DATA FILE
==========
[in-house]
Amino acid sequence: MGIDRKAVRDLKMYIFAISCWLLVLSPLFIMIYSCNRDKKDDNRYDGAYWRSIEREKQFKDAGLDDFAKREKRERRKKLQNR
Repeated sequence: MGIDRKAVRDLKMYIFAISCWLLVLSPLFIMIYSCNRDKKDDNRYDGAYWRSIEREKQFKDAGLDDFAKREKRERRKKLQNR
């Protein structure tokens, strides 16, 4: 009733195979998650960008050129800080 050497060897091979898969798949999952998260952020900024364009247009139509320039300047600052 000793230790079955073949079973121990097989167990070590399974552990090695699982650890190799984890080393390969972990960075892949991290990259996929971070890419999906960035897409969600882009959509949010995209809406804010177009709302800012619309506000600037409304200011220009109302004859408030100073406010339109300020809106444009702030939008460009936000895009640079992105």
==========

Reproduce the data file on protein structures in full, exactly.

[in-house]
Amino acid sequence: MGIDRKAVRDLKMYIFAISCWLLVLSPLFIMIYSCNRDKKDDNRYDGAYWRSIEREKQFKDAGLDDFAKREKRERRKKLQNR
Repeated sequence: MGIDRKAVRDLKMYIFAISCWLLVLSPLFIMIYSCNRDKKDDNRYDGAYWRSIEREKQFKDAGLDDFAKREKRERRKKLQNR
């Protein structure tokens, strides 16, 4: 009733195979998650960008050129800080 050497060897091979898969798949999952998260952020900024364009247009139509320039300047600052 000793230790079955073949079973121990097989167990070590399974552990090695699982650890190799984890080393390969972990960075892949991290990259996929971070890419999906960035897409969600882009959509949010995209809406804010177009709302800012619309506000600037409304200011220009109302004859408030100073406010339109300020809106444009702030939008460009936000895009640079992105």